0 2 4 6 8 10 12
    0 1 2 3 4
    Threads (N)
    Speedup S(N)
    USL Analysis of Memcached
    σ = 0.0255
    κ = 0.020958
    R2
    = 0.9925
    pmax
    = 6.82
    Smax
    = 3.44
    Sroof = 39.19
    Z(sec) = 0
    TS = 1111141517
    c 2016 Performance Dynamics Labs Hadoop Super Scaling August 8, 2016 26 / 55

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  45. Applying the USL Memcached
    MCD Scalability Improvements (Sun SPARC patch)
    0 10 20 30 40 50
    0 5 10 15 20 25
    Threads (N)
    Speedup S(N)
    mcd 1.2.8
    mcd 1.3.2
    mcd 1.3.2 + patch
    c 2016 Performance Dynamics Labs Hadoop Super Scaling August 8, 2016 27 / 55

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  46. Applying the USL Tomcat Java Application
    Tomcat Scalability
    Data provided by
    M. Chawla (Germany)
    c 2016 Performance Dynamics Labs Hadoop Super Scaling August 8, 2016 28 / 55

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  47. Applying the USL Tomcat Java Application
    USL Fit to Initial Production Data
    c 2016 Performance Dynamics Labs Hadoop Super Scaling August 8, 2016 29 / 55

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  48. Applying the USL Tomcat Java Application
    Extended Production Data
    c 2016 Performance Dynamics Labs Hadoop Super Scaling August 8, 2016 30 / 55

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  49. Applying the USL Tomcat Java Application
    USL Fit to Extended Production Data
    c 2016 Performance Dynamics Labs Hadoop Super Scaling August 8, 2016 31 / 55

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  50. Applying the USL Sirius (Zookeeper)
    Comcast Sirius
    and
    Apache Zookeeper
    “Sirius: Distributing and Coordinating Application Reference Data”
    USENIX ;login: Oct 2014, Figure 4 (PDF)
    “ZooKeeper: Wait-free coordination for Internet-scale systems”
    USENIX Annual Tech. Conf., 2010 (PDF)
    c 2016 Performance Dynamics Labs Hadoop Super Scaling August 8, 2016 32 / 55

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  51. Applying the USL Sirius (Zookeeper)
    Sirius: Distributed coordination by voting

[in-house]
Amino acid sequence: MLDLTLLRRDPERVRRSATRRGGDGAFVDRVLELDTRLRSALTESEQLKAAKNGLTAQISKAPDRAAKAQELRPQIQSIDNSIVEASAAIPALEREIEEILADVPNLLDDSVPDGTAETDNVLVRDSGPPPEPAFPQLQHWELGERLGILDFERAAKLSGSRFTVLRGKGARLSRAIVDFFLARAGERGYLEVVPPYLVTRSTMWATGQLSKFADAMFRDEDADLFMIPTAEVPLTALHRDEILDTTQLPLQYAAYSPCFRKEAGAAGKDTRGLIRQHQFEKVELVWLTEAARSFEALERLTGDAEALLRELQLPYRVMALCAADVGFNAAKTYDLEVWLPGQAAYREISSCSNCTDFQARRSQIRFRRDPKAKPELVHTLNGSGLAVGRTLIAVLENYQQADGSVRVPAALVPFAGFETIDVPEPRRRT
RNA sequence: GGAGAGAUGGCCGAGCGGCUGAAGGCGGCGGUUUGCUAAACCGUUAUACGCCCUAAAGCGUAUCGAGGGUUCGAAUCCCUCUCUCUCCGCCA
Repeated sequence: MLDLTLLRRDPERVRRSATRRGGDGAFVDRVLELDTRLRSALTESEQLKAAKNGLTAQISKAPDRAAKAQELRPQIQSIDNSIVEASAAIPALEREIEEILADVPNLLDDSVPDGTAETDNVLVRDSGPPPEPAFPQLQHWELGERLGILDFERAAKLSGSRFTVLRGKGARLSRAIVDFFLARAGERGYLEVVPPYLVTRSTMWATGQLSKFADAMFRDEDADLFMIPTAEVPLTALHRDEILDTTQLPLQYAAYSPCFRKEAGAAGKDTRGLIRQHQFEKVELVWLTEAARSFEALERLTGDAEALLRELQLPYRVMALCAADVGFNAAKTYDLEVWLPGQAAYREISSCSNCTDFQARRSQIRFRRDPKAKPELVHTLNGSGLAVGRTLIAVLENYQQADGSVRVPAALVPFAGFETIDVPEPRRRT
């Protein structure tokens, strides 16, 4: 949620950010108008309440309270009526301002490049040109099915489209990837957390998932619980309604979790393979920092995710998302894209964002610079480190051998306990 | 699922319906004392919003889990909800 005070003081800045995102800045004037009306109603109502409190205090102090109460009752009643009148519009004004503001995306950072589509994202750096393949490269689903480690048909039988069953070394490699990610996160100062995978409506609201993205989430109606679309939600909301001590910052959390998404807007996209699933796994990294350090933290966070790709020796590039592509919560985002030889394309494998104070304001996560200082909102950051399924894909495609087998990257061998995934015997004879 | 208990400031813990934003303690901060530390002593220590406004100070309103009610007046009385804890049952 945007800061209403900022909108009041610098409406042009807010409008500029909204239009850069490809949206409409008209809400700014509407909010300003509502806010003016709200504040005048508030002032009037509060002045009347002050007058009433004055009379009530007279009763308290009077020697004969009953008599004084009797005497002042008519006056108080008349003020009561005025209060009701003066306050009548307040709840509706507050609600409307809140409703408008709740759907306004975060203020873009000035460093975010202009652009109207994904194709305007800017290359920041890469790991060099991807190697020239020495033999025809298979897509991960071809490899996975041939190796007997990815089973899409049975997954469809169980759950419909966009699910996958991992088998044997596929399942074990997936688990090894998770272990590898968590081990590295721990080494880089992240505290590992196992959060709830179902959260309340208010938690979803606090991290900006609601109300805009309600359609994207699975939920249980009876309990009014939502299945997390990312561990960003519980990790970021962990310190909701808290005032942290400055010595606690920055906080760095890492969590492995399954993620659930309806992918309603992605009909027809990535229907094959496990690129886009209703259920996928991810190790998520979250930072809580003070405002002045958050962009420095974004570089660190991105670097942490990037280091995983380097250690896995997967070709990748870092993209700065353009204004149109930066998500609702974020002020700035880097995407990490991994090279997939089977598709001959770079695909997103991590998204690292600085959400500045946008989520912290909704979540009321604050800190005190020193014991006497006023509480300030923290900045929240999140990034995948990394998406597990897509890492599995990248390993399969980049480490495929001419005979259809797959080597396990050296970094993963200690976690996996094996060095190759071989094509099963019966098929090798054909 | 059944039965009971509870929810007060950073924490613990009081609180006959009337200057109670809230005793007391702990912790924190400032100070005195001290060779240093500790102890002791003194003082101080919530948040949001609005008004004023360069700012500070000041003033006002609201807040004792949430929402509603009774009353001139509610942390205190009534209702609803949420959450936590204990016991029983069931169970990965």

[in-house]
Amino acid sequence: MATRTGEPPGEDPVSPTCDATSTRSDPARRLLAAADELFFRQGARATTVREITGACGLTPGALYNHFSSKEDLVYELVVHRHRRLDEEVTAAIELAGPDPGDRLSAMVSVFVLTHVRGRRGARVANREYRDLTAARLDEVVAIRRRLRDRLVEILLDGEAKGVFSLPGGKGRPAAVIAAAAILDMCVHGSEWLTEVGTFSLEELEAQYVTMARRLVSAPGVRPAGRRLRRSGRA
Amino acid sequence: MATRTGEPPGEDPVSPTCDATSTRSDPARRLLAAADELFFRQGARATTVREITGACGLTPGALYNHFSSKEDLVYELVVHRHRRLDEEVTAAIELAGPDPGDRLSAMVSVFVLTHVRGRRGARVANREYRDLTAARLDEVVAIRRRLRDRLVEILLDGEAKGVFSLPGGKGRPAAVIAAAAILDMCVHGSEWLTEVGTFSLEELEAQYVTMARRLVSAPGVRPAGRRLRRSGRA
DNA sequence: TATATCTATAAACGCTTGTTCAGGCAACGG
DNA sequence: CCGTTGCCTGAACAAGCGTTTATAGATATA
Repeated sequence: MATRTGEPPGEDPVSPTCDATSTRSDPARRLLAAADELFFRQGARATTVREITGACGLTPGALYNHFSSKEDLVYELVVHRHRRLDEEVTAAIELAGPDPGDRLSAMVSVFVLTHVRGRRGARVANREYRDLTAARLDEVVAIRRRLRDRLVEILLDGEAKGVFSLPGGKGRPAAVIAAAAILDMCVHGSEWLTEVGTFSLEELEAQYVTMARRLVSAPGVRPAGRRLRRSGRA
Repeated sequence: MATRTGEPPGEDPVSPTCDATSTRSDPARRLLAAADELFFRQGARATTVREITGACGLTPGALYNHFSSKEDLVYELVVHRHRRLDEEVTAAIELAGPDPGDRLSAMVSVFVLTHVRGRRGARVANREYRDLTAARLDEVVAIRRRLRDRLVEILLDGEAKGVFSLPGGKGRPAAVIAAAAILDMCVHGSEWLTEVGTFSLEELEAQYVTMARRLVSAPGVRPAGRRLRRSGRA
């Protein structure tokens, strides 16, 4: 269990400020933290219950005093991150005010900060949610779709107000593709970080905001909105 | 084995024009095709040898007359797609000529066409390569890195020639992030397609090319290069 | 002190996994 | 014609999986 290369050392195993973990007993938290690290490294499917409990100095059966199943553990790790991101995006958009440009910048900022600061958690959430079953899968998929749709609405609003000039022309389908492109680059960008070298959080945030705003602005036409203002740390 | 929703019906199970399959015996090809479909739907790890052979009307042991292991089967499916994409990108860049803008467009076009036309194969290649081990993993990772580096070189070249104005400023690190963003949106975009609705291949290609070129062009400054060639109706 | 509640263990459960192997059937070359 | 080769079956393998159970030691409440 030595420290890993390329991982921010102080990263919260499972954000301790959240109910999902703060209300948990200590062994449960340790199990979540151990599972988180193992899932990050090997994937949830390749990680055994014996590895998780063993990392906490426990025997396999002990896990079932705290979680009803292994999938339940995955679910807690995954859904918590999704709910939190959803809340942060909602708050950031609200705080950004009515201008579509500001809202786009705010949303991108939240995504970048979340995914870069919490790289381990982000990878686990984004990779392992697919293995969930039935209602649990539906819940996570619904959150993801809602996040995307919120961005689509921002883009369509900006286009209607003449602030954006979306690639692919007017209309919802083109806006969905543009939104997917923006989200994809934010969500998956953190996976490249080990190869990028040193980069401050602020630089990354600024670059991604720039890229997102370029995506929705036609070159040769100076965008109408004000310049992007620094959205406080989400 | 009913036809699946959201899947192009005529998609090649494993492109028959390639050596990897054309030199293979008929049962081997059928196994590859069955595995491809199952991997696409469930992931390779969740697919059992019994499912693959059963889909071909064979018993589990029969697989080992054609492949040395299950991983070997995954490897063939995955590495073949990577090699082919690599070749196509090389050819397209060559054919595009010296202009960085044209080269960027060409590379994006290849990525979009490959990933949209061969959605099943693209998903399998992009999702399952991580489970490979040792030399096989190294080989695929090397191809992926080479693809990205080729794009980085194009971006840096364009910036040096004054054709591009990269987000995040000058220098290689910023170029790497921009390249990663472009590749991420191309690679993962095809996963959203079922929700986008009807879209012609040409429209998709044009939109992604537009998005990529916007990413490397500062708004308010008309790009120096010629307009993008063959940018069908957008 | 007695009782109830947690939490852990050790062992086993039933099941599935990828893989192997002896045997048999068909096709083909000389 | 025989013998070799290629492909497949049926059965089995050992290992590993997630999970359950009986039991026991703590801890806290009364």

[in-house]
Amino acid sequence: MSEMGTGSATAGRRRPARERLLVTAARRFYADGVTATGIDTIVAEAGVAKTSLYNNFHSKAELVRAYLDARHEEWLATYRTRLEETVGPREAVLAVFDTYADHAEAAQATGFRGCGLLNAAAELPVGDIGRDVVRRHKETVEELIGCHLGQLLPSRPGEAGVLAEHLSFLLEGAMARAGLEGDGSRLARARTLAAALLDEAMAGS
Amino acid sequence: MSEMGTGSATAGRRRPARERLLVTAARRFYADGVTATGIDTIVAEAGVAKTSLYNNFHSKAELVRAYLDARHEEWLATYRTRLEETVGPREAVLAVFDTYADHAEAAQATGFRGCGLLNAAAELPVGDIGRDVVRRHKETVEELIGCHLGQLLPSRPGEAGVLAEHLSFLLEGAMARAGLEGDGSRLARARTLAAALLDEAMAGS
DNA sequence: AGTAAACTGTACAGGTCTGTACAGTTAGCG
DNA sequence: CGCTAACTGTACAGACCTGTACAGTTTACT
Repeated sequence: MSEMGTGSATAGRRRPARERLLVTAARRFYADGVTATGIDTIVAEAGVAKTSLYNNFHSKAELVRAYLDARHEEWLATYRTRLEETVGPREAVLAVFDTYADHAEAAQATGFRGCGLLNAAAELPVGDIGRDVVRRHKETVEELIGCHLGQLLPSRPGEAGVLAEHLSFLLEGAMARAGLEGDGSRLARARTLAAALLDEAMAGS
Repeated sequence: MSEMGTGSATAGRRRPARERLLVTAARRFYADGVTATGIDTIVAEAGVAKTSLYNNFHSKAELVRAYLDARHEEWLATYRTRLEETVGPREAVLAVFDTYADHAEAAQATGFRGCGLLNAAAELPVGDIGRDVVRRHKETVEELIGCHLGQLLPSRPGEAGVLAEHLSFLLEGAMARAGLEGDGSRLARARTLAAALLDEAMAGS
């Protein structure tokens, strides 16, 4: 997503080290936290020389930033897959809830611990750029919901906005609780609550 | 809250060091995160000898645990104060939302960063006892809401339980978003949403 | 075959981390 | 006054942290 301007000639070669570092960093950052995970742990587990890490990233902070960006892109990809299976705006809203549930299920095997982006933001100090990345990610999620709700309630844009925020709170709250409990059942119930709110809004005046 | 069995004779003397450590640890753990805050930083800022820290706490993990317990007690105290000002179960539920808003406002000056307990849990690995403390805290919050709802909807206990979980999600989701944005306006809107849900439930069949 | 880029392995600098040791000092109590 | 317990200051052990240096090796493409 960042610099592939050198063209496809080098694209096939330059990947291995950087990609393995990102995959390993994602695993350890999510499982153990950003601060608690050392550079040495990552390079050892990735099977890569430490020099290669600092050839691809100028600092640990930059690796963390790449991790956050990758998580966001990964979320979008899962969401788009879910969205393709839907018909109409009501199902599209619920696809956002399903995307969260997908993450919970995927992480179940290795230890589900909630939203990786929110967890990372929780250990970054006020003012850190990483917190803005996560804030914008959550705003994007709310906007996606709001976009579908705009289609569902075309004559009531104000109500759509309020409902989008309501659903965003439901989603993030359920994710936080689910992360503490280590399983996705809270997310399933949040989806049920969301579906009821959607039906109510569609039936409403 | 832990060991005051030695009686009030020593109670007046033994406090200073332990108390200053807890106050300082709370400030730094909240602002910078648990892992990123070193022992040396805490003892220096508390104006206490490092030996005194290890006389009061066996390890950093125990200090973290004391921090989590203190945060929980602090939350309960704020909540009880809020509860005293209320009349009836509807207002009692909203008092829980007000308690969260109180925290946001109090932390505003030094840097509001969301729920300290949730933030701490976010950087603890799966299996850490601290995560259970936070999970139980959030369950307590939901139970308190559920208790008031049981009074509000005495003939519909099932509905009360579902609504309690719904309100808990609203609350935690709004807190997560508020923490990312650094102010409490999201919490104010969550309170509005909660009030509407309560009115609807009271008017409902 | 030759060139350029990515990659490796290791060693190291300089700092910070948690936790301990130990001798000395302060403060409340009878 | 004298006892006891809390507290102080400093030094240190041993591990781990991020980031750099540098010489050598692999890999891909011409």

2 4 6 8 10 12 14
    0 500 1000 1500
    USL Model of Sirius Scalability
    Cluster size
    Writes per second
    σ = 0.037 κ = 0.1649 R2
    = 0.9591
    NJG Wednesday, November 12, 2014
    Sirius
    Sirius-NoBrain
    Sirius-NoDisk
    USL model
    c 2016 Performance Dynamics Labs Hadoop Super Scaling August 8, 2016 33 / 55

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  52. Superlinear Scaling
    Outline
    1 How to Quantify Scalability
    Components of Scalability
    Universal Scalability Law (USL)
    2 Applying the USL
    Varnish
    Memcached
    Tomcat Java Application
    Sirius (Zookeeper)
    3 Superlinear Scaling
    What it looks like
    Perpetual motion
    Hunting the Superlinear Snark
    4 Superlinear Payback Trap
    c 2016 Performance Dynamics Labs Hadoop Super Scaling August 8, 2016 34 / 55

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  53. Superlinear Scaling
    Superlinear Scaling
    Joint work with
    P. Puglia (BofA) and K. Tomasette (Comcast)
    Published in journal
    Comm. ACM, Vol.58 No.4, April 2015
    and online at
    ACM Queue (unabridged)
    c 2016 Performance Dynamics Labs Hadoop Super Scaling August 8, 2016 35 / 55

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  54. Superlinear Scaling
    Remember this?
    Superlinear
    Linear
    Sublinear
    Processors
    Speedup
    c 2016 Performance Dynamics Labs Hadoop Super Scaling August 8, 2016 36 / 55